Glamour listed Schumer's name on the cover as one of the "women who inspire us," along with people whose bodies fit the magazine's theme. Schumer chided the magazine in an Instagram post -- "not cool glamour not glamourous" — with the rest of her response toggling between a call for weight freedom and an attempt to disavow the idea that she be considered fat herself, ("I go between a size 6 and an 8").
Social media went wild, Glamour editors tried to smooth things over in tweets, and a new round of discussion on body positivity took off.
And why are people so concerned? Let me explain. The line between fat and thin shifts. Society "decides" for us. The same person with the same body can get different responses to that body in different situations. You may be reading a magazine and learn that you're fat, or get the signal from your doctor, or when looking for a size in jeans to try on. You may get the word when you're interviewing for a job, visiting (unhelpful) family members, going on a date or flying on an airplane.
Even the government changed its mind
on the issue in the '90s, declaring 25 million Americans "overweight" overnight. So the great weight divide is hardly a hard and fast truth.
Fat is a floating signifier. It can attach to anyone at any moment. Ask Amy.
But why do we care what anyone weighs? Well, the stakes are high when being thin or fat determines whether you'll be loved, respected, hired, promoted, dated, married, able to travel, buy clothes, see people who look like you in mainstream media, get unbiased medical care, and count as a person -- or not. (And these are just a few examples.)
This is why when a magazine slips a thin person into its rare issue focusing on the so-called "plus" sizes, it's news. People rush to re-establish the fat-thin borderline.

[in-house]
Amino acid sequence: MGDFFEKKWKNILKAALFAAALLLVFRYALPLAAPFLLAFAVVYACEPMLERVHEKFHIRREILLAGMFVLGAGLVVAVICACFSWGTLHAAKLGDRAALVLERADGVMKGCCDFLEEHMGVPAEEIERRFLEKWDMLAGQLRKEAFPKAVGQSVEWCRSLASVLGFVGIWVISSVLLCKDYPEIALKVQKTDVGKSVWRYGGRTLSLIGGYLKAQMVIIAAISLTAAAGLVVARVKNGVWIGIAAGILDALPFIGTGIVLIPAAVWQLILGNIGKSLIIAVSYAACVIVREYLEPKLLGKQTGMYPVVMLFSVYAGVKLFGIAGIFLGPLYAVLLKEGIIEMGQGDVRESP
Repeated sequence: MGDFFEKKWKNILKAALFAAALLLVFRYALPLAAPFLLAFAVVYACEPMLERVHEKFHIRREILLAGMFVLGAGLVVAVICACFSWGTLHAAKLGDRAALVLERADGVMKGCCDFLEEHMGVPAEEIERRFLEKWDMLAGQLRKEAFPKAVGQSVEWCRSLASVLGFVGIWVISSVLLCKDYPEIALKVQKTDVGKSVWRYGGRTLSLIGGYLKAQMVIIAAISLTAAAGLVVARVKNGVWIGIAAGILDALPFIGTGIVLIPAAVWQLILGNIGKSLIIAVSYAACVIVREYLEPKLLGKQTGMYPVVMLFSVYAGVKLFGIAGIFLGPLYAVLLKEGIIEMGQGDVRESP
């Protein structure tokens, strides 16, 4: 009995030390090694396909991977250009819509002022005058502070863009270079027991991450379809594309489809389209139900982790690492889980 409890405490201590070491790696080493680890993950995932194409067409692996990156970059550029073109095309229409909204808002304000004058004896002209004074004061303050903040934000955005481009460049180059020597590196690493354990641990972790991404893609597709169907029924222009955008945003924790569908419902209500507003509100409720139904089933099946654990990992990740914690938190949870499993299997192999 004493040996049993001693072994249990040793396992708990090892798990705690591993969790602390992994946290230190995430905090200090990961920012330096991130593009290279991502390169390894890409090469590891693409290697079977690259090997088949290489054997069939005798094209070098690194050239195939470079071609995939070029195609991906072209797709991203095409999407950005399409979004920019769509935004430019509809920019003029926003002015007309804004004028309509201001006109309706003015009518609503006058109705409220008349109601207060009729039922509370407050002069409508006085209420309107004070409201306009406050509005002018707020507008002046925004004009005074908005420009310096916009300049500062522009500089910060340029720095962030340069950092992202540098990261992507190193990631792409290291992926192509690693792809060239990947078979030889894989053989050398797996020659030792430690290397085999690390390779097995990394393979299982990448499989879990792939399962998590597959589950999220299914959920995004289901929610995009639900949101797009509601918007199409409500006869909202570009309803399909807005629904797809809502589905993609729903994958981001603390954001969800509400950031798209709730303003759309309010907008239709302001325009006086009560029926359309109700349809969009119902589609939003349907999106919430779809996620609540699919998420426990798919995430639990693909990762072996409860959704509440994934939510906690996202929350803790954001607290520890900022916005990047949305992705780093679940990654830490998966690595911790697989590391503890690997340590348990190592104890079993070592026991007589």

Society is preoccupied with maintaining a hierarchy of pounds and sizes and goes to great lengths to provide
scientific justification for it. But this is becoming increasingly unconvincing. (Just Google "obesity" paradox or Health At Every Size to see why.)
When internet trolls claim their anonymous attacks on people because of their weight are motivated by concern for health, it's time to redefine our ideas about well-being and who is allowed to enjoy it. What's more, weight bigotry especially targets women
, people of color
, poor people
, disabled people
, and LGBT people
. So if we care about social justice, we need to be bigger lovers, not biggest losers.
Kudos, then, to Schumer for affirming fat people's right to exist and criticizing Glamour for moving the thin-privilege horizon below her size.
But what if she had said what I've been saying for more than two decades? What if she said, "So what?"
She made a good effort in that direction when she tweeted
, "Bottom line seems to be we are done with these unnecessary labels which seem to be reserved for women." (Although I would add that men
and people of all genders
are hurt by weight labels, too.)
It is absurd (and surely unprofitable
) that clothes in most stores stop being available at the sizes most people are. ("Our plus sizes are available online" is not an answer, it's discrimination.) When we're in fitting rooms, do we really believe that pieces of fabric can't possibly be cut wider but our bodies should be repeatedly reshaped (on the unmerry-go-round of weight loss and regain)? We are the judge of any garment, not the reverse.
No, it's not flattering when mainstream magazines think the majority of women should be grateful for an article or a special issue that mentions fashions we can buy.
That's why I also offer kudos also to statistically average-size model Iskra Lawrence for her largely unapologetic comeback
to an internet hater this month. He was so distressed by the sight of her that he claimed his entire country's health system would fall apart from fat people eating potato chips. She posted photos of herself in lingerie among bags of chips and a slo-mo video eating a potato chip then giving the camera the finger. She dedicated these posts to "anyone who has ever been called FAT."
What if being called fat — or actually being fat — isn't the end of the world it's been made out to be?
It's time to stop worrying about where we are on the weight hierarchy and start wondering how we'll be remembered for what we did (or didn't do) to make the world a better place for people of all sizes, colors, genders, classes, physical abilities and sexualities.